Last week in this language learning series we talked about ways to practice and improve our reading in other languages. Now, on to writing.
Once again, I’m going to assume you know the writing system of your target language. If not, you’ll need to run some searches, like “touch type (language)” and “writing worksheets (language)”. Here are the ones I like for Russian: Typing & Worksheets. I haven’t found one I like for Hebrew or Hindi, so if you’ve got suggestions, please leave them in the comments.
My absolute favorite site for writing is Lang8. You write in the language you’re learning, post the writing, and wait for corrections. For your first two languages it’s free, after that you can pay for a membership and use it for unlimited languages.
In turn, you also correct other people’s writings. I try to correct three pieces for every two corrections that I receive, because not only do some people not do any corrections, but not everyone speaks a language that others are currently studying. I have been privileged to grow up speaking English, and for me to spend a bit of extra time helping people who are trying to improve their English, seems a small thing.
You can also set up a pen pal or text exchange through various sites. I don’t have one to recommend as I’m focusing my writing on Lang8 right now. Personally, I suggest setting up a separate email address that you can just delete if you encounter someone who makes you uncomfortable and won’t go away.
Also, it’s a good idea to have a few stock phrases in case your conversations start veering into uncomfortable territory. Things like “This is making me uncomfortable, let’s talk about (topic).” Not only does having phrases like this give you something calm and civil to say when surprised in the moment, it’s also a bit of a test. Different cultures have different societal norms, like when discussing money. In come cultures discussion of income is a complete taboo, while in others it’s a common topic. The same goes for things like marital status and children. This way, you can make your boundaries clear and see if they push back. If they do push back, then you’ll know to walk away.Most people are happy to hear you trying to use their language, and will help you as best they… Click To Tweet
Translations are another great way to practice. I love the Duolingo Immersion section for this, though it is only available for their in-house languages. Once you have an account and have selected your languages, you can start translating immediately. Choose your categories of interest and difficulty level and you’re ready to go. A few things to note: Anyone can edit your translations, so don’t become attached to them. I like to think of it as collaborating, even if the other person doesn’t recognize it. Also, there are many children on the site, and on occasion, they act like it. If you encounter a problem you can flag it, talk a moderator, or message abuse.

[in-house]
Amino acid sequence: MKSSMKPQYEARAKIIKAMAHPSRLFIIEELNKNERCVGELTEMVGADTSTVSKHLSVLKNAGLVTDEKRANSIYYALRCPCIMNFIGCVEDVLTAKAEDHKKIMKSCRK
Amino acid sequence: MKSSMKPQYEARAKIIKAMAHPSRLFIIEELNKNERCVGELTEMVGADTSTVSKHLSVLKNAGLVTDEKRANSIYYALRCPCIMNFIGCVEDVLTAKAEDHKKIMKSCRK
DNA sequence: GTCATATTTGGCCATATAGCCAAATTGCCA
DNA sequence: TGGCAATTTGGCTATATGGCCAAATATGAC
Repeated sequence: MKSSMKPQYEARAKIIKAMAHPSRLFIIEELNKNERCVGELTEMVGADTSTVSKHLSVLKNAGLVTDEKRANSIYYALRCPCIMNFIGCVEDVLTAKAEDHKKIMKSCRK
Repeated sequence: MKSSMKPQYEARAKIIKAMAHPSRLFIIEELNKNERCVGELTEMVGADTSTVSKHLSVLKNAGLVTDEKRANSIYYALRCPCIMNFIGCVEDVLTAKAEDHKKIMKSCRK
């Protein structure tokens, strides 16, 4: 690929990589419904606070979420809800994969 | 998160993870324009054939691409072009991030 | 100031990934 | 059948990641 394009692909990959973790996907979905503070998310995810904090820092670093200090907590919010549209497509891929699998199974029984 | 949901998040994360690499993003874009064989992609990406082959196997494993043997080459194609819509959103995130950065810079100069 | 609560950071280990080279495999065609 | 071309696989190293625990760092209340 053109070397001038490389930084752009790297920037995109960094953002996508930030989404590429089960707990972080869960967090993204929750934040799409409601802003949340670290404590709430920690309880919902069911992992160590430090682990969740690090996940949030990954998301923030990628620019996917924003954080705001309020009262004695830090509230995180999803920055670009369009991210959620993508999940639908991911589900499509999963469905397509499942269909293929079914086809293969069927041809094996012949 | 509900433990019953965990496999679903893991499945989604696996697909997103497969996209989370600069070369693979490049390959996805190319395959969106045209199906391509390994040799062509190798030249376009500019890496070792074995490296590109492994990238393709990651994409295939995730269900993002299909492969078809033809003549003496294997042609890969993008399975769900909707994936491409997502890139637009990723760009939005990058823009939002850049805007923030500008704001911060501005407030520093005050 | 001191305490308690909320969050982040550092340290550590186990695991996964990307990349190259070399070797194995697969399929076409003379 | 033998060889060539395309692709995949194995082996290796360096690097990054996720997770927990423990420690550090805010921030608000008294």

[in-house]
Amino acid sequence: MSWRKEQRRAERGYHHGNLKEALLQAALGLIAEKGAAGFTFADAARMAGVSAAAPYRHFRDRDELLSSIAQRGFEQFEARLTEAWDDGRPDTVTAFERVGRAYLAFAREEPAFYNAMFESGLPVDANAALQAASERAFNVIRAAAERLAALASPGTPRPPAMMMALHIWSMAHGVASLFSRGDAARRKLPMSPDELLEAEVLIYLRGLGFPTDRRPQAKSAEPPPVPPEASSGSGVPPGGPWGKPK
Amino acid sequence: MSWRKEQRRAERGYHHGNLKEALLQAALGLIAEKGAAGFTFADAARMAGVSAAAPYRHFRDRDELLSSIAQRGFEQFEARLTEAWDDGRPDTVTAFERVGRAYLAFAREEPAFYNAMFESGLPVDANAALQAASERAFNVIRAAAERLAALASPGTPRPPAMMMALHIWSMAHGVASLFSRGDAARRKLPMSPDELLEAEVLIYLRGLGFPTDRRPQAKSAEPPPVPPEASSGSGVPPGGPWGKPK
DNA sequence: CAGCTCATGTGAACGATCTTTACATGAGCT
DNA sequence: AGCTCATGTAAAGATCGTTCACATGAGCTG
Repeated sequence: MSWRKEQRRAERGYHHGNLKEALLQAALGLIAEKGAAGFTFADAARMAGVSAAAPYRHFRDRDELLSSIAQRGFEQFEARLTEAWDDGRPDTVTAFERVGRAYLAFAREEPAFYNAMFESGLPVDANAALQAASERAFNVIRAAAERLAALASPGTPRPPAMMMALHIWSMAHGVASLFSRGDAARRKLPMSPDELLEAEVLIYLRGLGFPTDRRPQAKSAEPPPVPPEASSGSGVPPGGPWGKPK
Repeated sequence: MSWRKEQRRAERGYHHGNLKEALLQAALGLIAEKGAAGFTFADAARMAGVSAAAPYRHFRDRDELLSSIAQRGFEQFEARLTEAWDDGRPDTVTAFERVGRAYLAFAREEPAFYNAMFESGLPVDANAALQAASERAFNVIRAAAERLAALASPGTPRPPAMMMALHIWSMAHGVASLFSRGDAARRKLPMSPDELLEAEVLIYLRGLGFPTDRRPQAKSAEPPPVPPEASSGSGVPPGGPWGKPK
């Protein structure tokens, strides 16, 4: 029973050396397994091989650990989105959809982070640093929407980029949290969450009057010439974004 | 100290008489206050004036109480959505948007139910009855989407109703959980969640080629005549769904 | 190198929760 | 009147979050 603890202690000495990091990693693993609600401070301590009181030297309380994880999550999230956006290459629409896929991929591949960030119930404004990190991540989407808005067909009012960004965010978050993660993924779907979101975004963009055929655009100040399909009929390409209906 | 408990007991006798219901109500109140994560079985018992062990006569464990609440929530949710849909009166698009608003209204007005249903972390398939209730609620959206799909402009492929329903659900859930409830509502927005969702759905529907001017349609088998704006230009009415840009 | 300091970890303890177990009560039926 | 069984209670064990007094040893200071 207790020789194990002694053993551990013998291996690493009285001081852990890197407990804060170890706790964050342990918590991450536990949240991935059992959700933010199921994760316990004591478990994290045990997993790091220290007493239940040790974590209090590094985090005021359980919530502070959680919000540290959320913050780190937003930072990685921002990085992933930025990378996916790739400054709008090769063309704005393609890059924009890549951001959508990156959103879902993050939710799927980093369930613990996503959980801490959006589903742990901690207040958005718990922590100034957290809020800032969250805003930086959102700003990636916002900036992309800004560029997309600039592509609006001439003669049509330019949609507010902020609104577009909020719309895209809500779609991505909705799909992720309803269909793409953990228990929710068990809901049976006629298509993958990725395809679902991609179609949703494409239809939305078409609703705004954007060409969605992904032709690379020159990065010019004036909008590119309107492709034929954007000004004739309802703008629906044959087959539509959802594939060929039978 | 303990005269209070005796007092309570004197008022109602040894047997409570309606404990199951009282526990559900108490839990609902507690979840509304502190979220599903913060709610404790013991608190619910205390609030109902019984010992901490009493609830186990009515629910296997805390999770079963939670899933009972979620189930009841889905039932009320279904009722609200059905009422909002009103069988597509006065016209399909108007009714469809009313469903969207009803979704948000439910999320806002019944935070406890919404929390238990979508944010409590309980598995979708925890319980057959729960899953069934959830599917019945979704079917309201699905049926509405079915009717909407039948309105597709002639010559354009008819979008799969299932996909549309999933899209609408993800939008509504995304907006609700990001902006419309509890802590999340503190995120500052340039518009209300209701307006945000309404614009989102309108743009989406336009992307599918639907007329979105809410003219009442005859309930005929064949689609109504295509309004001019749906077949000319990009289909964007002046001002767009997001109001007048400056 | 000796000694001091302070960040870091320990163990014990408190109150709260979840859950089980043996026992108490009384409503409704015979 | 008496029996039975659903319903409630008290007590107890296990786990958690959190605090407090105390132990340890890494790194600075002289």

You are going to make mistakes. It’s just part of the learning process. When we get wound up about being perfect and never making mistakes, we get incredibly anxious. For language learning, that increased level of anxiety makes it harder to focus on pulling the right word from memory. So, when you start spinning into anxiety and becoming afraid to speak, stop. Literally stop everything and take a breath. Get out the words that you know, with the idea that you will learn a better way once you’ve made your point. Find out how to say “What is the best way to say that?” Then if you have to, repeat your attempt. If you’re at a true loss, you can lean the translation for “How do I say (word or phrase in English)?”
Most people are happy to hear you trying to use their language, and will help you as best they can. And frankly, anyone who is mean about your mistakes is no one worth spending your time around anyway. Language learning should be an enjoyable experience, so please don’t put up with that kind of behavior, you deserve better.
ps. I have a pinterest board just for you language learners, come check it out!
This is the second of a four part series, come back next week for the next post on listening. If you missed it, the first part was on reading, go give it a look.
If you have any tips on practicing listening in another language, please share them in the comments!